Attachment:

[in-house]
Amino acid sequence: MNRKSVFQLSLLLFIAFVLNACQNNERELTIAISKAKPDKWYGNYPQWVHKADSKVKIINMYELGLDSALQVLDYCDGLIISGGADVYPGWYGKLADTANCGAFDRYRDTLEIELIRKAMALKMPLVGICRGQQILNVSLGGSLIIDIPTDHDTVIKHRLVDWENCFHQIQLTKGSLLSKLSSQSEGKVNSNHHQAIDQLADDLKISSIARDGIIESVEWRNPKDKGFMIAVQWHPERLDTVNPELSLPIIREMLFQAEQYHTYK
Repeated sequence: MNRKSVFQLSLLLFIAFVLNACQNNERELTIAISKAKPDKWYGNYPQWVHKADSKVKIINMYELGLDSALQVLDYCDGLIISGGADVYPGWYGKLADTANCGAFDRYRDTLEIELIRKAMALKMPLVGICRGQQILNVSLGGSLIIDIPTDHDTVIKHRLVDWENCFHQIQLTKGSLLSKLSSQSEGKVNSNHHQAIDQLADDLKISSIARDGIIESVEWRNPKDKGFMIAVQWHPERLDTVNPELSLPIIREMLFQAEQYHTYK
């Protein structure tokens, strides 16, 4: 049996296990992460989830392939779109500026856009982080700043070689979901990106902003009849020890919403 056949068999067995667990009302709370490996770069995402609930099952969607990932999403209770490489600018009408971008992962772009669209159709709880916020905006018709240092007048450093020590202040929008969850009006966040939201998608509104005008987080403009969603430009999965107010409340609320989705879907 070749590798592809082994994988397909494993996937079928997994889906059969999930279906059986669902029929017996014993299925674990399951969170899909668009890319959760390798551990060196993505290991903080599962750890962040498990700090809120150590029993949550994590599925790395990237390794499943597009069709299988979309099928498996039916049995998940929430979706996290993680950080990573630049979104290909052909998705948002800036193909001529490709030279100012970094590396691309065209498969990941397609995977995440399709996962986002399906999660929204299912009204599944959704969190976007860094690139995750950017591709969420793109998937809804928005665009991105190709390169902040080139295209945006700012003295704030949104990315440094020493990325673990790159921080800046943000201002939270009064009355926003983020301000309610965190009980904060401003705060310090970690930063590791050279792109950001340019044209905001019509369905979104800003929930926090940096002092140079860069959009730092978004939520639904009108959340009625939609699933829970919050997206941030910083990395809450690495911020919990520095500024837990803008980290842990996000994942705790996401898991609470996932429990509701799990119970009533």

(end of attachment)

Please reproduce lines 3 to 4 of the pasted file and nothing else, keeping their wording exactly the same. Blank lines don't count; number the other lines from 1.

Repeated sequence: MNRKSVFQLSLLLFIAFVLNACQNNERELTIAISKAKPDKWYGNYPQWVHKADSKVKIINMYELGLDSALQVLDYCDGLIISGGADVYPGWYGKLADTANCGAFDRYRDTLEIELIRKAMALKMPLVGICRGQQILNVSLGGSLIIDIPTDHDTVIKHRLVDWENCFHQIQLTKGSLLSKLSSQSEGKVNSNHHQAIDQLADDLKISSIARDGIIESVEWRNPKDKGFMIAVQWHPERLDTVNPELSLPIIREMLFQAEQYHTYK
């Protein structure tokens, strides 16, 4: 049996296990992460989830392939779109500026856009982080700043070689979901990106902003009849020890919403 056949068999067995667990009302709370490996770069995402609930099952969607990932999403209770490489600018009408971008992962772009669209159709709880916020905006018709240092007048450093020590202040929008969850009006966040939201998608509104005008987080403009969603430009999965107010409340609320989705879907 070749590798592809082994994988397909494993996937079928997994889906059969999930279906059986669902029929017996014993299925674990399951969170899909668009890319959760390798551990060196993505290991903080599962750890962040498990700090809120150590029993949550994590599925790395990237390794499943597009069709299988979309099928498996039916049995998940929430979706996290993680950080990573630049979104290909052909998705948002800036193909001529490709030279100012970094590396691309065209498969990941397609995977995440399709996962986002399906999660929204299912009204599944959704969190976007860094690139995750950017591709969420793109998937809804928005665009991105190709390169902040080139295209945006700012003295704030949104990315440094020493990325673990790159921080800046943000201002939270009064009355926003983020301000309610965190009980904060401003705060310090970690930063590791050279792109950001340019044209905001019509369905979104800003929930926090940096002092140079860069959009730092978004939520639904009108959340009625939609699933829970919050997206941030910083990395809450690495911020919990520095500024837990803008980290842990996000994942705790996401898991609470996932429990509701799990119970009533």